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Expert tips on using learning data analysis effectively

One of the fundamental steps to transforming your organisation through learning is to start measuring the impact of learning. Here, we look back at the wisdom Laura Overton, of innovation specialists Towards Maturity, shared at LEO Learning’s ‘measuring business impact’ workshop on using learning data analysis effectively.

We don’t have to be amazing statisticians to carry out powerful, high-impact learning data analysis – that was a key message from Laura Overton, the founder of Towards Maturity and one of the learning industry’s most respected experts, during a stimulating LEO Learning-led workshop measuring the business impact of learning.

Laura (pictured with LEO Learning’s Gareth Jones) was one of the guest speakers at the LEO Learning workshop and introduces an array of refreshing ideas to around 35 leading organisations from a variety of sectors. During her two sessions, Laura discussed how companies can make the most out of the data they already have, whether that’s in their LMS, user engagement strategy or learner surveys.

Towards Maturity's Laura Overton and LEO Learning's Gareth Jones led the measurement strategy conversations

The questions companies ask of people, as well as sources such as Google Analytics, Salesforce, talent systems and external customers, can also help to build a picture of learning and drive transformation through learning data analysis.

How to start measuring the business impact of learning

The journey to building learning credibility and reputation starts with capturing data. Laura suggested that organisations take a ‘just get started’ approach, supported by a clear vision of what business success looks like for the whole organisation.

From that point, an effective plan can be created to:

  • Improve data analytics skills for learning professionals in order to properly analyse patterns
  • Surface the critical business problems that need to be worked on
  • Make strategic use of learning data analysis by building it into design and review cycles
  • Use data for influence and change, rather than justifying the existence of L&D
  • Treat stories and comments as ‘data with soul’, from which parallels can be drawn

Asking the right questions about learning

It might seem unsurprising that top-performing companies have more data and deploy it wisely, but these organisations are constantly learning and growing as a result, Laura explained to the workshop attendees.

Despite some progress, less than a fifth of L&D teams surveyed by Towards Maturity go back to learners to ask if lessons from particular learning programmes have been applied, and even fewer ask managers what they’ve implemented.

With the guests stirred into action, an intriguing participatory session ensued. Each attendee was challenged to complete a card outlining two steps they would take to effectively measure the business impact of learning within their businesses.

Organisations have a desire to use learning data analysis

The answers repeatedly reflected a desire among the group to explore the ways in which data can be broken down and explained simply, such as in graphs or presentations.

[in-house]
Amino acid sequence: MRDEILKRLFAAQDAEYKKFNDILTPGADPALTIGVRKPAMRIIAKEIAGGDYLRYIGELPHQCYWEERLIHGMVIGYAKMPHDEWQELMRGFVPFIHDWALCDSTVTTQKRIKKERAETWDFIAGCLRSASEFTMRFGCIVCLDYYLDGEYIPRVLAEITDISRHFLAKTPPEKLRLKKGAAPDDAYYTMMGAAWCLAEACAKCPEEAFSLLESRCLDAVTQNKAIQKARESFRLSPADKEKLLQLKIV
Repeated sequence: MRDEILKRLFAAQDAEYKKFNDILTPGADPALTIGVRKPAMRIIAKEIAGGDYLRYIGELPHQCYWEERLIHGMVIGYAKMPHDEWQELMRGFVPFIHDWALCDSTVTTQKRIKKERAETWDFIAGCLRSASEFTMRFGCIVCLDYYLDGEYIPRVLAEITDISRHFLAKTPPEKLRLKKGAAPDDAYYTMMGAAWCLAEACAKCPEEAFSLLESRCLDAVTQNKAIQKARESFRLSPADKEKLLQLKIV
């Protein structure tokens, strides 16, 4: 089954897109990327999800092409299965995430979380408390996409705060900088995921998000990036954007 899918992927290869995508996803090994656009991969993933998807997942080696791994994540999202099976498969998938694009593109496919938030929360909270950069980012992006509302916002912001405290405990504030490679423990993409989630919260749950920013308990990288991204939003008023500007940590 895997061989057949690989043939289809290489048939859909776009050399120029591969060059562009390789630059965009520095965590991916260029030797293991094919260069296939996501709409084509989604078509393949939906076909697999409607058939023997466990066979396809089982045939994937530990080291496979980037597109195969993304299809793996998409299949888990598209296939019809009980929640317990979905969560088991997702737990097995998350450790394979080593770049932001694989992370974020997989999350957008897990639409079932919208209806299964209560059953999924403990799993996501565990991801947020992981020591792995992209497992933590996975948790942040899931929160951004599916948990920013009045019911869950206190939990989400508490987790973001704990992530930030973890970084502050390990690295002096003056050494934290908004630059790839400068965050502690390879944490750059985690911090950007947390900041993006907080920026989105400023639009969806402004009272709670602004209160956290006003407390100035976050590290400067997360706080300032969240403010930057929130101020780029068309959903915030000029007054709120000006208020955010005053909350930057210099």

Our participants wanted more time in their schedules to decide what to measure, look at their KPIs, identify patterns in feedback and information sources, and clarify and develop organisational learning priorities.

Ultimately, they also wanted to be able to confidently tell stories with data in senior stakeholder meetings, and use data reports to create coaching and communication sessions.

The cards participants wrote on received a score of one to five from five L&D peers around the room, giving each card a peer-reviewed total score of up to 25. This exercise provided valuable insights into practical steps that learning professionals can take. Some of the specific suggestions included:

  • Picking one project from each member to assess how performance is measured and the need for measurement
  • Designing courses in a way that enables employees to implement learning in the workplace and prove their results
  • Drawing three simple hypotheses from data and creating a short project to investigate them
  • Using data reports to create coaching and communication sessions
  • Tracking, analysing and measuring the impact of “one thing I will do differently” following a piece of learning
  • Learning how to build a compelling narrative around what data really means by taking a set of numbers and constructing a story that can be rehearsed in front of a group
  • With the help of store managers, gathering data on improved speed to competency and presenting this data in a visual format that is easy to read and understand
  • Identifying the skills and capabilities needed for future success by asking key stakeholders to focus on what they will need in the team in five years’ time

LEO Learning hosted a session on learning data analysis where Towards Maturity's Laura Overton was a speaker

L&D can drive organisational transformation

After gathering the scorecards, Laura closed the session by asking each organisation to pretend they were ten times bolder. With this increased confidence, they could have new dialogues about how their teams see Learning and Development, and the specific skills needed to improve learning impact.

Once organisations start these conversations, the possibilities for transformation become evident and tangibly exciting.

Want expert advice on know how to start the learning data analysis conversation at your organisation? Read our insight into the group thinking.

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